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Supreme Court rules in favor of religious death row inmate


The Supreme Court in Washington Associated Press/Photo by Patrick Semansky, file

Supreme Court rules in favor of religious death row inmate

The justices Thursday said John Henry Ramirez likely has the right to have his pastor lay hands on him and pray out loud in the execution chamber. The 5th U.S. Circuit Court of Appeals had denied Ramirez’s request to block Texas from executing him without his pastor’s requested participation. The Supreme Court ruled 8-1 to reverse that decision, stopping Texas from executing Ramirez under its current protocols. Justice Clarence Thomas was the only dissenter.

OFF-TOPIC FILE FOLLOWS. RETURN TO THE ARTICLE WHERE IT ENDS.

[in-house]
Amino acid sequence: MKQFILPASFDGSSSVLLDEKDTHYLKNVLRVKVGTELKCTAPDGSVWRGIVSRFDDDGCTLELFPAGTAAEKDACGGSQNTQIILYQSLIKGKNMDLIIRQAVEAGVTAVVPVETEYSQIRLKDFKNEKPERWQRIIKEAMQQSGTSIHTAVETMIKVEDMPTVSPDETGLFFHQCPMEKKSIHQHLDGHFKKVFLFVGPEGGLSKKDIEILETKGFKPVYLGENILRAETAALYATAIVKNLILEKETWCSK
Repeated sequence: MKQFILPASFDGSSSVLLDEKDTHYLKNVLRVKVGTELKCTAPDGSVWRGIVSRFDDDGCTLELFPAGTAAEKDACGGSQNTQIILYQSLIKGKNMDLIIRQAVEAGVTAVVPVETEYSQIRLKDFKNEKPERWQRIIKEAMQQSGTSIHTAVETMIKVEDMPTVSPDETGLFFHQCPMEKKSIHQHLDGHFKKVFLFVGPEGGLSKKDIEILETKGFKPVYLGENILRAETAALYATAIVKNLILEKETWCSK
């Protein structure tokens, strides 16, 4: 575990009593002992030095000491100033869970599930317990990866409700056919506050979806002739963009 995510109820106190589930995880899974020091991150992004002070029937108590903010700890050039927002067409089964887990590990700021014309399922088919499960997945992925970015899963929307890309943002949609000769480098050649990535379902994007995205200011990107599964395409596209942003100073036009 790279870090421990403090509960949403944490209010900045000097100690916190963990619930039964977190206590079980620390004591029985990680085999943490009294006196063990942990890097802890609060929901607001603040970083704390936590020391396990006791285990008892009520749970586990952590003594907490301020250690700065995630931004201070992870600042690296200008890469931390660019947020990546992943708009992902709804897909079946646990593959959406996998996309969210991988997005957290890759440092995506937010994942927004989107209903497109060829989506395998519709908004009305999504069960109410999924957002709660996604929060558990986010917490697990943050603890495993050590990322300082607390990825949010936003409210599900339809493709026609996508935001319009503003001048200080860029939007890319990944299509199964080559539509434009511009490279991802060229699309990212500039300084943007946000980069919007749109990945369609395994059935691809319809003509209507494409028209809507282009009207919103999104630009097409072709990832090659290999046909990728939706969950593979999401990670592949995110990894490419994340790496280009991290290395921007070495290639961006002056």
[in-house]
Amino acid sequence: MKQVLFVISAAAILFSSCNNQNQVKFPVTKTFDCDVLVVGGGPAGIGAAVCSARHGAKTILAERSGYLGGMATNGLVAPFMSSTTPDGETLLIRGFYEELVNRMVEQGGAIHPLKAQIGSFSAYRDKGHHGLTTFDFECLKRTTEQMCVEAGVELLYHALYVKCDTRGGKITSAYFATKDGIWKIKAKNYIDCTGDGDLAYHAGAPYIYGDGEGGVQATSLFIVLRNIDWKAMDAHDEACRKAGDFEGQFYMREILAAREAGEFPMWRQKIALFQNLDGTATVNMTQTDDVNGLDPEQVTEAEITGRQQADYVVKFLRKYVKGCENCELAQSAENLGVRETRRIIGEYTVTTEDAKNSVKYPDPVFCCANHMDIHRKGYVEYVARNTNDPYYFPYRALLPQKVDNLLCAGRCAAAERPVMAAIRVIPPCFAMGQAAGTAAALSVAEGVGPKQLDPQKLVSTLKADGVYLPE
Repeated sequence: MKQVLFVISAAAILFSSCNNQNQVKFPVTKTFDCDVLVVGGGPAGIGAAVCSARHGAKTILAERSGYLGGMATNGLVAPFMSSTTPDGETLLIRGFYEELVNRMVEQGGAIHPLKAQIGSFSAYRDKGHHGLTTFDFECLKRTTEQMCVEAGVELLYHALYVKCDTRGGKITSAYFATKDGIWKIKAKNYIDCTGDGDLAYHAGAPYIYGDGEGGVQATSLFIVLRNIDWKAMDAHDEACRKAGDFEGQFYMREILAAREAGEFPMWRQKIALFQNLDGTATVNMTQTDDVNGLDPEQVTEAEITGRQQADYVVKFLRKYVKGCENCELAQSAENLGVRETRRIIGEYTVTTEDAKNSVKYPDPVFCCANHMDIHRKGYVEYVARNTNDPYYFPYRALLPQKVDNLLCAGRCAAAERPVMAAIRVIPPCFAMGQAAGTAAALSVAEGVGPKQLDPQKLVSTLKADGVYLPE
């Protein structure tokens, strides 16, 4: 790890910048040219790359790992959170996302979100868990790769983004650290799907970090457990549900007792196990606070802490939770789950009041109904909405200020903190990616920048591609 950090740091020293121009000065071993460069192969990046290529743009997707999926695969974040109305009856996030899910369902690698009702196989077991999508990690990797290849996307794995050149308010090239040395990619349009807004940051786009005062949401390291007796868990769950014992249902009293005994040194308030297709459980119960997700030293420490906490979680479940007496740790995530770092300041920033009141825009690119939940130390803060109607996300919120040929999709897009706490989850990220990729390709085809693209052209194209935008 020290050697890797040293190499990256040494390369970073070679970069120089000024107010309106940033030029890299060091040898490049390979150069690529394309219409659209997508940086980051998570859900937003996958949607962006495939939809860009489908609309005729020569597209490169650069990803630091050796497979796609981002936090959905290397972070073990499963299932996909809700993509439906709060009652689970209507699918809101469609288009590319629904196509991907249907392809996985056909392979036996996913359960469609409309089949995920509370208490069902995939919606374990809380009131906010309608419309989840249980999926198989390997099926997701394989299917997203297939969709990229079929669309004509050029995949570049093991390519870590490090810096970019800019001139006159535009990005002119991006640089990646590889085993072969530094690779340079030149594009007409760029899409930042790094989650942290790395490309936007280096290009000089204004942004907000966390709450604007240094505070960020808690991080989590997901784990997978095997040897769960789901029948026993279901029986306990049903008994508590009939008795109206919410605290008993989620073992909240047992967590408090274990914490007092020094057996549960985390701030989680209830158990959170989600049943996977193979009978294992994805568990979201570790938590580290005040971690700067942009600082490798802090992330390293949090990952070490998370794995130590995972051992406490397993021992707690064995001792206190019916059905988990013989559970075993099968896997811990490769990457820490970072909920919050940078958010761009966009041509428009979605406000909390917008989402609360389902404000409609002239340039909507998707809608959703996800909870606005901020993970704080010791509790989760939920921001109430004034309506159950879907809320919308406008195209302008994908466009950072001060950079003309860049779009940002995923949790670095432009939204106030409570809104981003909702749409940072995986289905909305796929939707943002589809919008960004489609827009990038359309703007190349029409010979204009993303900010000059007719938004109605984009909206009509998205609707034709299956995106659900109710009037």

What’s at stake? Ramirez was scheduled for lethal injection last year for murdering a convenience store clerk in 2004. Texas’ execution procedures banned clergy from touching inmates or praying audibly in the execution chamber, which Ramirez claimed violated his religious liberty rights under the Religious Land Use and Institutionalized Persons Act. The Supreme Court justices found that those rules likely do burden Ramirez’s free exercise of religion and don’t achieve the state’s goals in the least restrictive way possible.

Dig deeper: Read Steve West’s report in Liberties digging into the background of the case.


Rachel Lynn Aldrich

Rachel is a former assistant editor for WORLD Digital. She is a Patrick Henry College and World Journalism Institute graduate. Rachel resides with her husband in Wheaton, Ill.

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